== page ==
The story is different for jobs that are relatively routine and don’t demand creativity and problem-solving, according to Pink.  And let’s face it, every workplace has those jobs, though Pink argues that the percentage of such jobs is on the decline in the U.S. Certainly, as we have downsized our boating businesses, we have asked more and more of our employees to tackle a wider range of tasks within our companies, meaning more are asked to problem solve throughout the organization than ever before. The performance of employees tasked with routine jobs actually can benefit from the “if-then” rewards that so many of us have become used to, states Pink. And the chances of success can be increased even more by ensuring that employees understand why the task is meaningful and allowing them to complete it in their own way.

Pink is clear that this book is not an excuse to pay employees poorly nor does it write-off all rewards. The research clearly shows that basic compensation and benefits must be adequate and fair for the employee to be motivated at all. And Pink admits that occasional, what he calls “now that” rewards can actually give creative employees’ performance a little boost, under the right conditions. That is, they must be unexpected and offered only after the task is complete. Perhaps best, he suggests, is to get in the habit of offering praise and positive, useful and specific feedback regarding the employee’s work.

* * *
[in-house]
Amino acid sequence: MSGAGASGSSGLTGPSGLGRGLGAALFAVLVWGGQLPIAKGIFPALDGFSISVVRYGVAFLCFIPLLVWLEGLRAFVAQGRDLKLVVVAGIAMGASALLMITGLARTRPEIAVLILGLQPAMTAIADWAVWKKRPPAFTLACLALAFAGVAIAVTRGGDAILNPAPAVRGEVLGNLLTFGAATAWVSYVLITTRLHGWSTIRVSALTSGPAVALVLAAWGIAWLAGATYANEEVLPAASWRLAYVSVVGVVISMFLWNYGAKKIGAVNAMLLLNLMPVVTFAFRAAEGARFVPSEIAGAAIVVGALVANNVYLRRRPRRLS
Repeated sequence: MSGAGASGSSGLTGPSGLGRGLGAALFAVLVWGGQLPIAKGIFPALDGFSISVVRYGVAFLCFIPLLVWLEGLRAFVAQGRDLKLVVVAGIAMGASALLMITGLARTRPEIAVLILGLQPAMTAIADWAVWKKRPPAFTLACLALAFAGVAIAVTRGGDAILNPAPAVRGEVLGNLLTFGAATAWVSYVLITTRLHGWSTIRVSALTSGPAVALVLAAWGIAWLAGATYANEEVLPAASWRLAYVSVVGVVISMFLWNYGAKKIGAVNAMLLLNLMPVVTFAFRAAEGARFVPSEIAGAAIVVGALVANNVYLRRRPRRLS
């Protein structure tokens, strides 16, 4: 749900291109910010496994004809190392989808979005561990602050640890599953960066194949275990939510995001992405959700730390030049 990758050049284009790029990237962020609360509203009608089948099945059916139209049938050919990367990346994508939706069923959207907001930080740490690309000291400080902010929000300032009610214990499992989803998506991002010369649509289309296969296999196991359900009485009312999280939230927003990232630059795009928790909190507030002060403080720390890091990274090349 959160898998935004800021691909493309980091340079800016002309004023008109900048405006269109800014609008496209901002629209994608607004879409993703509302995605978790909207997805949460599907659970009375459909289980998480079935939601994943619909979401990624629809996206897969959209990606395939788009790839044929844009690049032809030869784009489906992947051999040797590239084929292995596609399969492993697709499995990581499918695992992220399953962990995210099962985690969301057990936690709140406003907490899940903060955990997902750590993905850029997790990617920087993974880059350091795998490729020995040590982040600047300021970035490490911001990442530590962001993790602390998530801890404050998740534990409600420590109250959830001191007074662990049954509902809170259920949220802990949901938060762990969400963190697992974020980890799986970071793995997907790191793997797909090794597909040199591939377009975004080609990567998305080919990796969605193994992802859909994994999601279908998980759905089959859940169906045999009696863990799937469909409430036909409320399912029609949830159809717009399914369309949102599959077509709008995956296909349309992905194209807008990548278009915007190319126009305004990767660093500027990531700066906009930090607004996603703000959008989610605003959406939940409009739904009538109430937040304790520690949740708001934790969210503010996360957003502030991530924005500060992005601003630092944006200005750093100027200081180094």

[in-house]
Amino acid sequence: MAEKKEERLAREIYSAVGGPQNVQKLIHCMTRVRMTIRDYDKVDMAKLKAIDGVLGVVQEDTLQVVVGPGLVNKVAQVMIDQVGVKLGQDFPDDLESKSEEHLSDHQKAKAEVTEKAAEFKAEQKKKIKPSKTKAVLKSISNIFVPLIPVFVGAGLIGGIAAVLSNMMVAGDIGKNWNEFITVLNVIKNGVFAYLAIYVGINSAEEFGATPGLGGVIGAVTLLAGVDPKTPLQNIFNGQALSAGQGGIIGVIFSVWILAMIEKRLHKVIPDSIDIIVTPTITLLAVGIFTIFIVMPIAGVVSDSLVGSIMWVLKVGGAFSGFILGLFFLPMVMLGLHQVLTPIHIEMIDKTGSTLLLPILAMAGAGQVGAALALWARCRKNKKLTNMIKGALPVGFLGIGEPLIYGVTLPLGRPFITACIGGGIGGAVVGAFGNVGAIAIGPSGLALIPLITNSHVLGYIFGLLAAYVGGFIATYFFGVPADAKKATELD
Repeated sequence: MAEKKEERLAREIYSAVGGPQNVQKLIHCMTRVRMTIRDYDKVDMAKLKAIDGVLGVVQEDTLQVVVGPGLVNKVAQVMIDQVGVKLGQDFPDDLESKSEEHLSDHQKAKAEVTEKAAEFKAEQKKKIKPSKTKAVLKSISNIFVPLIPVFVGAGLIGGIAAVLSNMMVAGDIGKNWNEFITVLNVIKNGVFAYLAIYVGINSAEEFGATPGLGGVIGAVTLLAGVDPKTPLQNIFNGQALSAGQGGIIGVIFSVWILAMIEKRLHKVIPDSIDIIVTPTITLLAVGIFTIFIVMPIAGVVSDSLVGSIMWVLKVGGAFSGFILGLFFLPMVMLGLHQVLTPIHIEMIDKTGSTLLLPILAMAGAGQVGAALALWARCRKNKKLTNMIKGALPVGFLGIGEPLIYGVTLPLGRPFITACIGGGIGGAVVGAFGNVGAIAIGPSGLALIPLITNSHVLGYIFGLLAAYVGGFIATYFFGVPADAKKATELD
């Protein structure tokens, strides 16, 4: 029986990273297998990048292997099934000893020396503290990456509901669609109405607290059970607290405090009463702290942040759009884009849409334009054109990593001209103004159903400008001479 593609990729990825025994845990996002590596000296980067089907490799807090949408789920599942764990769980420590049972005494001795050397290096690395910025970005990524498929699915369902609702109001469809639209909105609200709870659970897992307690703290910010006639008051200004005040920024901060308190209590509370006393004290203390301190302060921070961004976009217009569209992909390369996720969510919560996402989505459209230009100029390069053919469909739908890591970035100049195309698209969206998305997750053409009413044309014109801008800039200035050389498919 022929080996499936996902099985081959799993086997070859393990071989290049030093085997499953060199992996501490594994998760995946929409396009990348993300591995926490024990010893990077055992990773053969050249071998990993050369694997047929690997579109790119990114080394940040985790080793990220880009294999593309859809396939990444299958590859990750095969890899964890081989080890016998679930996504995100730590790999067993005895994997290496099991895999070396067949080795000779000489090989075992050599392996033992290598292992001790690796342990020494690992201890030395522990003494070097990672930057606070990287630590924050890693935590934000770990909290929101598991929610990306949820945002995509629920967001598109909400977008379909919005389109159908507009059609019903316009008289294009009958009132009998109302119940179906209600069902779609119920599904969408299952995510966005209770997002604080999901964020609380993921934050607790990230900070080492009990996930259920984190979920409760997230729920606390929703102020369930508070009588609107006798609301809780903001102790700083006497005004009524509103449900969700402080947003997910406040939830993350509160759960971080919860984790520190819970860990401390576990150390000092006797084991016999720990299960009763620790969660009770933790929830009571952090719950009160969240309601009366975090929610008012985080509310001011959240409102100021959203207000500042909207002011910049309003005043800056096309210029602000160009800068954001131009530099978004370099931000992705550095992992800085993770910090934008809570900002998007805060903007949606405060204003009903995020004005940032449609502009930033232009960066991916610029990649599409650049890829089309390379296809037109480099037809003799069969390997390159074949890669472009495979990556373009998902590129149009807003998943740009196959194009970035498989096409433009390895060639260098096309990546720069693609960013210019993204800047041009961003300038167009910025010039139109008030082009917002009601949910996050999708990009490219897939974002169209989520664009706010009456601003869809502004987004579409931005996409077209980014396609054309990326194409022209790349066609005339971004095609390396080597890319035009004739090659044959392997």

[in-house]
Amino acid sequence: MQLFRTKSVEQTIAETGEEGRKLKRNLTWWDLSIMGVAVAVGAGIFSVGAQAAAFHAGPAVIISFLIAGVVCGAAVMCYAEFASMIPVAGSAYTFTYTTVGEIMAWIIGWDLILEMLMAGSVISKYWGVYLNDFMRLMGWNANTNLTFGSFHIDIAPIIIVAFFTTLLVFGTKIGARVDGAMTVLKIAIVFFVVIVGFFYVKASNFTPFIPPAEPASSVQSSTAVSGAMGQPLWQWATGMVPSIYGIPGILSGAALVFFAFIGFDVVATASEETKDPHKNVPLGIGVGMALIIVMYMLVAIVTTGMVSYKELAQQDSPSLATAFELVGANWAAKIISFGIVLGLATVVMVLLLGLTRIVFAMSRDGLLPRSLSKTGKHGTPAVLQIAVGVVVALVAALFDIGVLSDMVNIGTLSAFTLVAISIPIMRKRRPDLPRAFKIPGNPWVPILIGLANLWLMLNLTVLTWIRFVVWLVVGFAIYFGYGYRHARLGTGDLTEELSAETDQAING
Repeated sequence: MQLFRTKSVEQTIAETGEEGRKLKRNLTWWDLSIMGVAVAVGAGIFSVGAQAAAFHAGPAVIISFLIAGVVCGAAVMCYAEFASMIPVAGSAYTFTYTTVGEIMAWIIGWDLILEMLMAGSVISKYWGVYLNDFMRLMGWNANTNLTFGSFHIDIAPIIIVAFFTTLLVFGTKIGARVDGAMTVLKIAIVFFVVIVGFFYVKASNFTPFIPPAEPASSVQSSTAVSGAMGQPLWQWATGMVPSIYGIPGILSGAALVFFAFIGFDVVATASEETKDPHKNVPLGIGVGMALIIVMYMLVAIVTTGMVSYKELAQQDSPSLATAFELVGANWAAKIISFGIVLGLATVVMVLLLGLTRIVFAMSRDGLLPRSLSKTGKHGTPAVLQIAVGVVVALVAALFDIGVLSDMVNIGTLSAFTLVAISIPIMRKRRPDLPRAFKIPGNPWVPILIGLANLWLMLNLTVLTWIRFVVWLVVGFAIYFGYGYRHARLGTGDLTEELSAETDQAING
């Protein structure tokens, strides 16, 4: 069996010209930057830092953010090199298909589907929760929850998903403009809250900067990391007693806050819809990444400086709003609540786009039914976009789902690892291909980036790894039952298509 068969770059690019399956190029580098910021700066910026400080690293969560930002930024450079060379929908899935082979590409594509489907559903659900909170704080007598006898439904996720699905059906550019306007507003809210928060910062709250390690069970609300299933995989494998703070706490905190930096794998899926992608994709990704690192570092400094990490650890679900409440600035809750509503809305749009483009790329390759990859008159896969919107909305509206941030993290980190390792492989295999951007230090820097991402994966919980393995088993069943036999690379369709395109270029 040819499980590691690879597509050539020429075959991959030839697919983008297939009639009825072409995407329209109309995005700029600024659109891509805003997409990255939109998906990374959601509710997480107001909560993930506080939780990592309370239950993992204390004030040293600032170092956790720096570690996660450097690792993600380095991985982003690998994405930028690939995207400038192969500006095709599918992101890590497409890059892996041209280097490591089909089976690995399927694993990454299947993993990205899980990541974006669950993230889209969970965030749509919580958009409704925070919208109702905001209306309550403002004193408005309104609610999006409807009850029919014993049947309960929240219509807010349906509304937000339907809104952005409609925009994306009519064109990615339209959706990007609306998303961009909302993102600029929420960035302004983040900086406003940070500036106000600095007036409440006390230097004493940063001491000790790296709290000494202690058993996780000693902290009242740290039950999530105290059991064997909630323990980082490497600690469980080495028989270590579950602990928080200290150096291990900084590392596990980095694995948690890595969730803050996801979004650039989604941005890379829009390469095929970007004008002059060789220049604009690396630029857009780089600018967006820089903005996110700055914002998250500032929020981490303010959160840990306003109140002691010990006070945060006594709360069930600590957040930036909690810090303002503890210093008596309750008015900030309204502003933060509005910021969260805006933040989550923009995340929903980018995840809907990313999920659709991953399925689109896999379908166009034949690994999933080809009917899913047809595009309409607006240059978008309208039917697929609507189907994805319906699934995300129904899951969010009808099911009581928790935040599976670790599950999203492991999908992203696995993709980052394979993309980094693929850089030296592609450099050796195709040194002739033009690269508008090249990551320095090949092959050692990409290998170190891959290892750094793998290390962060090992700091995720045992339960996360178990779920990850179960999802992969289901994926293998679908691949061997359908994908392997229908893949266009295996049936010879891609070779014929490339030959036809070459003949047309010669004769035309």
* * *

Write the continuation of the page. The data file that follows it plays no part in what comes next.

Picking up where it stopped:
Pink’s argument about the dangers of “if-then” rewards takes up only the first third of the book. The rest of the book discusses how exactly employers can create an environment that maximizes employees’ long-term performance. Once I finish the book, I’ll share the highlights of those final chapters, and we can discuss whether this premise has any value, and if so, what it might mean for our industry as we work through these challenging times. In the meantime, I’d love to hear your thoughts about employee motivation. If you’re a business owner or manager, what has been effective in your business, or if you’re an employee, what motivates you?

4 comments

  1. Liz

    I agree with most of the authors opinions in that I feel that managers should be more motivated to focus on the bigger picture. I don't believe that this is the case with technicians, salespeople, or parts personnel which is where we,as dealers make our money. We need technician efficiency motivation plans, salespeople motivation plan (based on gross profitability), and parts programs offering incentives on both GP and volume. Also lets not forget incentives for F&I.

  2. Wow..... This can be a long debate. Pink seems to have taken a radical position. What motivation "is" is different for each person. It is very difficult to make a general statement that "if-then" is not effective. Money is a motivator to some degree for everyone.

    If you are hungry, need clothes, live in a bad place, and have not fulfilled those physiological needs “if-then” can be very effective. Osborne’s response identifies some of those segments within the dealership where “if-then” can be effective. Keep in mind that “physiological needs” can be very different from person to person. Some people need a car to get to work. Some people need the BMW to get to work.